Meet Christian Glockner
AcdntlPoet 2700019V2G Visits (4494)
It is now my honour to present the next our regular series of interviews with some of the very interesting people in Rational Client Support. This week, we'd like you to meet Christian Glockner, a Rational ClearQuest Technical Support Engineer out of IBM Rational, The Netherlands. Of course, Christian's roles also go far beyond technical support as you'll find out in the interview below; and don't forget to visit his profile on My developerWorks!
Tell us a little about yourself: who are you, what is your role in Rational Client Support?
My name is Christian Glockner, and primarily I work as Technical Support Engineer for IBM Rational ClearQuest in Rational's European support center located in Amsterdam, The Netherlands.
Apart from that I have several other roles, including coach for the Kepner-Tregoe Resolve methodology that Rational Client Support have adopted several years ago, and working as part of the Lab team in Amsterdam, making sure the infrastructure our colleagues use for reproducing client issues works.
How long have you been working for IBM and Rational?
It's hard to believe, but I've been with Rational (and IBM for that matter) for three years already! Doesn't time fly?
What are you currently working on?
Besides helping our clients resolve issues they are experiencing with ClearQuest, I am trying to figure out what we can do to further increase client satisfaction and resolve PMRs quicker than before.
Describe a normal day for you.
Luckily I don't have to be in the office at a specific time, so I like to sleep a bit longer than others (which makes my friends envy me badly). I am not a breakfast person, so I make myself on the way to work quickly, and normally I arrive there some time between 9 and 10. First I check any e-mail that has come in to see if anything from Development needs my attention (for example, in case a developer needs more information in order to reproduce a Defect). Next up is reviewing existing PMRs to see what we're going to do about them today, and that pretty much continues throughout the day.
What project are you the most proud of?
Probably that would have to be the work we have done for a new process that will change the way support works with development. We're really excited about it and we're planning to present it at this year's Innovate conference in June.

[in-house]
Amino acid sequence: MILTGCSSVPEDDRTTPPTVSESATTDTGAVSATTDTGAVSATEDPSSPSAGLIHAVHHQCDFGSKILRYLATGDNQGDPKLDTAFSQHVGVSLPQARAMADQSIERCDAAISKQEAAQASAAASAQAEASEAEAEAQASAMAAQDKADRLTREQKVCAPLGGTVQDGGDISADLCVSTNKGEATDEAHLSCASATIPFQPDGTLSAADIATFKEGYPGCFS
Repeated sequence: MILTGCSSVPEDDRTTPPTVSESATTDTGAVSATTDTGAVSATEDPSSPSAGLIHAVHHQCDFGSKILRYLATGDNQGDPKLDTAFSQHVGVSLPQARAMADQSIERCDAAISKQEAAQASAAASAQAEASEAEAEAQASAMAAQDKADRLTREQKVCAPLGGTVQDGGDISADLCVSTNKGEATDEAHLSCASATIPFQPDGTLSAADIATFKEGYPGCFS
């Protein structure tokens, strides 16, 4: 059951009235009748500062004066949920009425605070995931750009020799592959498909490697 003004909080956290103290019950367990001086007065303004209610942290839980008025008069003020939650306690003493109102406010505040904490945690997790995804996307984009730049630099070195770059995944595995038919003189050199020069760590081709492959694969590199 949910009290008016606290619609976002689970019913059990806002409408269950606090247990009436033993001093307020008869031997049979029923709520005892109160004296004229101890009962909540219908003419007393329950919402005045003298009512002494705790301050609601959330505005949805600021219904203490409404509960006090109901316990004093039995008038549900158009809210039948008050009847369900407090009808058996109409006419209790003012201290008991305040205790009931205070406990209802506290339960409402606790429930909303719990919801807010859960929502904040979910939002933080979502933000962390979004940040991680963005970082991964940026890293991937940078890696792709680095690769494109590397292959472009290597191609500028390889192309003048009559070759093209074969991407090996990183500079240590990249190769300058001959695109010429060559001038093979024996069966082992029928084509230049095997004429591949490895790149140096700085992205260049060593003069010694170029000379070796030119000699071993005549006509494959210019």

Are you a gadget person? What type of gadgets do you use?
I am not too much of a gadget person, but everything that has a screen gets my attention.
What gadget, which you currently own, can you not live without?
What is your favorite part of working for Rational Client Support?
There's really two or three aspects. For one, I just enjoy solving problems. Secondly I love helping people, so if I can help clients resolve issues I get the best of both worlds. And finally I enjoy the openness inside RCS (and IBM on the whole).
What are you passionate about?
Technology. That's why I work at IBM.
What tip or trick would you like to share with the class?
If you are a gadget guy and you listen to podcasts, then you should definitely listen to The Daily Giz Wiz.
How do you define success?
Professionally: If a client tells me I helped them resolve the issue they were having and if I manage to make work an enjoyable experience for my colleagues.
Personally: If I can make a difference to other people around me.
In your spare time, if you have any, what hobbies or activities interest you?
This is probably very nerdy, but I am really fond of airplanes and trains. I'm probably the last person to enjoy air travel, solely because it involves planes, clearly one of mankind's biggest inventions, and still a miracle in my book.
If you were stuck on a technology deprived island, what single technology could you not live without?
Definitely the Internet. I honestly don't know what I was doing without it all these years.
What is on your nightstand with regard to reading?
I don't read before going to bed, but rather on my daily commute by train. At the moment I'm reading The Unnamed by Joshua Ferris, which I can highly recommend.
Is there any technology that you think should get more respect and adoption but does not?
Solar Energy is still not as widely used as it could be, so definitely it should be adopted more widely.
How do you grow your technical skills?
I have always been curious to find out how things work and why they work the way they do. I found that I can also apply this in my job, so I really learn new things every day.